Camil hopes to take Beechwood girls soccer to next level

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Beechwood’s girls soccer team has finished 35th District Tournament runner-up and lost in the 9th Region Quarterfinals four of the past five seasons.

The Tigers have had winning seasons each of the past two years finishing 10-7-3 this past fall and 11-7-2 in 2021. But Beechwood does not want to be satisfied with just that. That’s where the new head coach in Guima Camil comes into play.

“I feel like there’s a good challenge in the school. They want to continue to grow and take it to the next level,” Camil said. “I don’t want to sound disrespectful to what other coaches did in the past. But I feel like I may be able to help the program take that next step to build a higher reputation when it comes to the girls soccer program.”

Camil takes over for Josh Young, who guided the Tigers the last four years. Beechwood lost at Dixie Heights in the region quarterfinals in each of the past two seasons.

“We are thrilled to bring Guima Camil to Beechwood because Coach Camil’s enthusiasm for the game, and his genuine concern for our student-athletes was incredibly evident during our meetings at Beechwood,” said Justin Kaiser, Beechwood High principal. “Coach Camil laid out a plan for every facet of the program and I am excited to watch the girls soccer team compete on the pitch this fall.”

The 32-year-old comes over after helping out the girls program at Cincinnati St. Ursula for four seasons. He served as a varsity assistant the past three seasons and the JV head coach in 2019. The Bulldogs finished 36-24-10 during that time, winning a league championship in 2019.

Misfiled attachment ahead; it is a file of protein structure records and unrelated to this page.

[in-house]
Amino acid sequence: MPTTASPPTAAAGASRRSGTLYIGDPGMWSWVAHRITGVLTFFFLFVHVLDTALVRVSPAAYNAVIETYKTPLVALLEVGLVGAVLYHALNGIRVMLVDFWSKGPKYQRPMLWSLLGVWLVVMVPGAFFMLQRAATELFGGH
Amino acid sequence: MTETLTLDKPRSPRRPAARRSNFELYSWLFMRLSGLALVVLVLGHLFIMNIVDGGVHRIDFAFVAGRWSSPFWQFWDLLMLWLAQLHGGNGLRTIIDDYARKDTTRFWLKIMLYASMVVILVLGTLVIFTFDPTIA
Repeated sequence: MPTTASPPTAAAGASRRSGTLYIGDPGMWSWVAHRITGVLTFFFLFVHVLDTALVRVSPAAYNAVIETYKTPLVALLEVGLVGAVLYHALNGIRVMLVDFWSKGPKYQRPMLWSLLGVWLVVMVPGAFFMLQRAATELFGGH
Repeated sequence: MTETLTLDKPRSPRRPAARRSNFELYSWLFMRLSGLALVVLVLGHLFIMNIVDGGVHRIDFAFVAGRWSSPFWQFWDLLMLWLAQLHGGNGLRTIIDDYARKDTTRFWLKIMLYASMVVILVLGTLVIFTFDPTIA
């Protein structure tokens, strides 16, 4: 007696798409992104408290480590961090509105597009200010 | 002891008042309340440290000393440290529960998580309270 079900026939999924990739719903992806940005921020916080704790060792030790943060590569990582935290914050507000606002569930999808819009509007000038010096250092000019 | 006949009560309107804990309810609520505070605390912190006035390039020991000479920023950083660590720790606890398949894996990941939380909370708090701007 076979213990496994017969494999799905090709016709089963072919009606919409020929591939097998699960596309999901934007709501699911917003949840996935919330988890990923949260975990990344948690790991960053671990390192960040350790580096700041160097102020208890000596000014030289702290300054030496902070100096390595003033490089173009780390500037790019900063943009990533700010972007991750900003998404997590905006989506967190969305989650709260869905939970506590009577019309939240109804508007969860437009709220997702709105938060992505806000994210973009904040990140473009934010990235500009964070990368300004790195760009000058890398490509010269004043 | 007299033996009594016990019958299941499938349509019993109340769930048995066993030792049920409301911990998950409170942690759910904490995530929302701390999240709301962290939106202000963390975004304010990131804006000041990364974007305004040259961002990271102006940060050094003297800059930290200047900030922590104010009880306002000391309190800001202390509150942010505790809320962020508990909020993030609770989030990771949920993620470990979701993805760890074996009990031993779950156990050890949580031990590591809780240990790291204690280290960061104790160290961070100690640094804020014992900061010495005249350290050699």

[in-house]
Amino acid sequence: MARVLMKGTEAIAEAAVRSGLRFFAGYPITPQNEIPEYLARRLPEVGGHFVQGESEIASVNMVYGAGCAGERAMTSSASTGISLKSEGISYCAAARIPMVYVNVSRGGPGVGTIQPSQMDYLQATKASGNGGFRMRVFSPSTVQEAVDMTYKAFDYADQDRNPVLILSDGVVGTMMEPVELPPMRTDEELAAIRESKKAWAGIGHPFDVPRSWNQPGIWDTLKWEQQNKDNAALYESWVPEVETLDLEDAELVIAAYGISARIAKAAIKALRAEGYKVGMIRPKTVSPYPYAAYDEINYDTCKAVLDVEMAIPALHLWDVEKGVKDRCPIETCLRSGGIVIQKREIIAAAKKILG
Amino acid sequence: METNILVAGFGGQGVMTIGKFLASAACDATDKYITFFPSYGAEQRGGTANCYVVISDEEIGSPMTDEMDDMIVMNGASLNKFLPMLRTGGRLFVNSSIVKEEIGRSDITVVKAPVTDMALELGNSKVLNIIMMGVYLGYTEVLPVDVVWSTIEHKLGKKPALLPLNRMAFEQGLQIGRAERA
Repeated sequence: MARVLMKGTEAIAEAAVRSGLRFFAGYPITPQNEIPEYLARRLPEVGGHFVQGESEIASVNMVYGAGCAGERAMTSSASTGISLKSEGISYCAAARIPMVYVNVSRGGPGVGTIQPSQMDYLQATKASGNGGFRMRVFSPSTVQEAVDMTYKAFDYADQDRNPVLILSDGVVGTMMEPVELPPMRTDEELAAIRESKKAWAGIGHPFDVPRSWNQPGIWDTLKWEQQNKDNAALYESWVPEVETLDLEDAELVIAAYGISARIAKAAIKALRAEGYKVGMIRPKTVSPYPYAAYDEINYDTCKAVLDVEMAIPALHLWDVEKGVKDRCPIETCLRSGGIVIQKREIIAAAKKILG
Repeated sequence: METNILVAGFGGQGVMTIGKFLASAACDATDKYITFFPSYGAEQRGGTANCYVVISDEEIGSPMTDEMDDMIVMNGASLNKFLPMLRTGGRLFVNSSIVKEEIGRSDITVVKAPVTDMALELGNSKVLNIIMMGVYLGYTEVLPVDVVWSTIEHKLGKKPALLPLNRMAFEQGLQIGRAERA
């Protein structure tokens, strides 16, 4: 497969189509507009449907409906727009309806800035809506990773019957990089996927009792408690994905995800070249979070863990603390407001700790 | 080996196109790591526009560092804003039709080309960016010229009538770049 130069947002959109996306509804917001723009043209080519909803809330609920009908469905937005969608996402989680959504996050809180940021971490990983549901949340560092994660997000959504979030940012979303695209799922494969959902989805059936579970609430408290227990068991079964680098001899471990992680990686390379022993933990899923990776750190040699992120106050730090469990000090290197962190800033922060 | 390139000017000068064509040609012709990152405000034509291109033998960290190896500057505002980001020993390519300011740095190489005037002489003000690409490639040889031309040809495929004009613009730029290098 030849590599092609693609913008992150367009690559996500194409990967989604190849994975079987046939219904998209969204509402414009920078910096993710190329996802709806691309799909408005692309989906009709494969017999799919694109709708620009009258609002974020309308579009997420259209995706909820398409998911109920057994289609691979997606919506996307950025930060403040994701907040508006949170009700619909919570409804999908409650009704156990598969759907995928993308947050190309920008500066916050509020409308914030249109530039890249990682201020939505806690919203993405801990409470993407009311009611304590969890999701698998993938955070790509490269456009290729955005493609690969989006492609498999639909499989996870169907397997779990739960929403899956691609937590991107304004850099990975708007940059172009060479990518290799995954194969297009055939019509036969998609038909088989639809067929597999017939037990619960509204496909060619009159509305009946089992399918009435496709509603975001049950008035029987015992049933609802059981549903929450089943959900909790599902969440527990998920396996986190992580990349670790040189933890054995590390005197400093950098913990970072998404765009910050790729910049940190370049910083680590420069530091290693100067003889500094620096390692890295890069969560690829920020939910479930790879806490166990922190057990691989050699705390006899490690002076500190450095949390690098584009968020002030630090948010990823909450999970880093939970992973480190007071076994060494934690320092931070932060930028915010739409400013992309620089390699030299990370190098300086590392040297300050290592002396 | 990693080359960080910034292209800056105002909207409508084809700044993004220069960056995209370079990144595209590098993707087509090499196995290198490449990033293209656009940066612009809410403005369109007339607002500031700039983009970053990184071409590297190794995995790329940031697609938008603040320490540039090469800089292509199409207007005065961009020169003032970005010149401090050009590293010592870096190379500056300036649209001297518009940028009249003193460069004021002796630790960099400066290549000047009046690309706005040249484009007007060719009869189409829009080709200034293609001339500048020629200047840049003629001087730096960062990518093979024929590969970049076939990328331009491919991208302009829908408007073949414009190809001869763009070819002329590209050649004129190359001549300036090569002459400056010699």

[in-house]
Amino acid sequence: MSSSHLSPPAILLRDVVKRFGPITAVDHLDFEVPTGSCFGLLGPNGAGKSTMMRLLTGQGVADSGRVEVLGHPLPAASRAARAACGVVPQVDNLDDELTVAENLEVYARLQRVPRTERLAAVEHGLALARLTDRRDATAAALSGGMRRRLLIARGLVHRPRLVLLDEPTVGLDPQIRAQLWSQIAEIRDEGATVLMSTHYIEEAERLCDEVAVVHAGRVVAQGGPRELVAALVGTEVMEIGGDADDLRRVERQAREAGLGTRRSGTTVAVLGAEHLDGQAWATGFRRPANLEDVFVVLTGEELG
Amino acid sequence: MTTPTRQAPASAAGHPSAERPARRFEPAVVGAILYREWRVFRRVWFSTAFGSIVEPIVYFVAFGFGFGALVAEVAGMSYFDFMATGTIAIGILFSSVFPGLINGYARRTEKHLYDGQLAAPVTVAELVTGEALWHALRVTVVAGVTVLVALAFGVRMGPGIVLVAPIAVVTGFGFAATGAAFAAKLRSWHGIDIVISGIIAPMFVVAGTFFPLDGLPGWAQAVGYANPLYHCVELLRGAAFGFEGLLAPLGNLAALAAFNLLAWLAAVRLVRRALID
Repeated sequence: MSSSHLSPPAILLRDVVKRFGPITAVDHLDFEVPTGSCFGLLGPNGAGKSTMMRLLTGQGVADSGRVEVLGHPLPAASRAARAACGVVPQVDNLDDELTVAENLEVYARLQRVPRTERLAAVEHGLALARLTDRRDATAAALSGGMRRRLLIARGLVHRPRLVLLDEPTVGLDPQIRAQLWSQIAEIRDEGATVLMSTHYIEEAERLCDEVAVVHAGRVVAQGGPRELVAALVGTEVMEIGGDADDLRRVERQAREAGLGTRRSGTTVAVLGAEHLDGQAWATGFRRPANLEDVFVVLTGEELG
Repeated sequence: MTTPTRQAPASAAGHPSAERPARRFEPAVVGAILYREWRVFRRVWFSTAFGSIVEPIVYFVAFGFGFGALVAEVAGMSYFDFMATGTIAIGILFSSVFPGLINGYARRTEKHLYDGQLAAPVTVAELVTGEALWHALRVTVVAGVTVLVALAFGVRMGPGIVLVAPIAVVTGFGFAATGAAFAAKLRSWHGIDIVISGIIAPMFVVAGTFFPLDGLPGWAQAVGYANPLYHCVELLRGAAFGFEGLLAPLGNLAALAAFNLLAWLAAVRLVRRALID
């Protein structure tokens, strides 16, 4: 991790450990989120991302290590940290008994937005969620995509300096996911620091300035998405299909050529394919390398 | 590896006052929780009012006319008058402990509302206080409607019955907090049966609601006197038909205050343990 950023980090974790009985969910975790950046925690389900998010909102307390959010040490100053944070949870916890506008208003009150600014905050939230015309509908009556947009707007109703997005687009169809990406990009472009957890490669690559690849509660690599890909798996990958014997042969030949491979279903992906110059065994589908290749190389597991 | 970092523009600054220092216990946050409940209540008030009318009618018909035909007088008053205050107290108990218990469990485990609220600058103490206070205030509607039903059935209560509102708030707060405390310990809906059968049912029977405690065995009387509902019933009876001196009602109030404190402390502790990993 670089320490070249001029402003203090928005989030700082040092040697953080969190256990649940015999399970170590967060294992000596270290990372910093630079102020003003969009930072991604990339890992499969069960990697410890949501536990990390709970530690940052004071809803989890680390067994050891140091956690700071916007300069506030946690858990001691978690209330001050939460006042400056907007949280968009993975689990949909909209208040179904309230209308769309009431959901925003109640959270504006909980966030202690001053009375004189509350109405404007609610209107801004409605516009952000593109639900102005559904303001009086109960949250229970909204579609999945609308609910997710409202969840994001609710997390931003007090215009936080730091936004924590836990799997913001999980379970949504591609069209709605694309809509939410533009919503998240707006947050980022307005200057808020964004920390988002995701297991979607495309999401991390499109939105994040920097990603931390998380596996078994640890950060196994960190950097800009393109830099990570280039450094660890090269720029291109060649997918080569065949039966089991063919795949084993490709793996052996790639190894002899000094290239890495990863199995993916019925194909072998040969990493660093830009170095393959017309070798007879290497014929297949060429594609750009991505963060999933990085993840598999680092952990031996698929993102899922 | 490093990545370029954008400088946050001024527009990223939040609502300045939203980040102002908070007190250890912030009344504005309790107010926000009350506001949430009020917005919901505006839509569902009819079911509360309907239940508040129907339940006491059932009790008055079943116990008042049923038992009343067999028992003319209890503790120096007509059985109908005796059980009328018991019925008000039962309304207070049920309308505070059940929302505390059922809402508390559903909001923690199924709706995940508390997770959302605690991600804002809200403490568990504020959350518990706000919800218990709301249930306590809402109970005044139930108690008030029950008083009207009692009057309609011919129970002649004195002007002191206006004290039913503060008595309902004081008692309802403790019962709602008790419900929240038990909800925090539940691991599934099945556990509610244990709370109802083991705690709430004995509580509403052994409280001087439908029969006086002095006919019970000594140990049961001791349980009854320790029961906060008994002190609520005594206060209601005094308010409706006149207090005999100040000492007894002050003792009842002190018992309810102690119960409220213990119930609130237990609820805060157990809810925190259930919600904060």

Camil is a personal trainer during the day. He has coached boys and girls at all levels through Total Futbol Academy and the Cincinnati Soccer Club. Former St. Ursula head coach Dave Ruehl coaches alongside of Camil at Total Futbol Academy. Ruehl coached St. Ursula to Ohio Division I state championships in 2007 and 2008.

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“Guima’s extreme passion for and knowledge of soccer is equal to his dedication to excellence in the development of his players on and off the field,” Ruehl said. “He will be an excellent representative of the girls program at Beechwood High School.”

The GCL has produced state champions in each of the past two years. Seton won it last year and Mount Notre Dame won it in 2021.

“I think it’s no secret the Cincinnati area that league is one of the most competitive ones,” Camil said. “If you take a look at the last state champions, they’ve come out of that league. All the coaches know it. All the girls know it. I didn’t really see myself transitioning from that league because the competitiveness is what I’m used to when running my own program. Beechwood is probably the closest to that.”

Camil went to school in Mexico. He started playing youth soccer at the age of five or six. He played professionally for Club Deportivo Toluca from ages 14 to 18 before moving to Merida, Mexico to play collegiately. He is still enrolled in the Exercise Science program at the University of Cincinnati.

Camil knows every player is different and that adversity has come. But he’s learned some valuable lessons with that in his coaching career.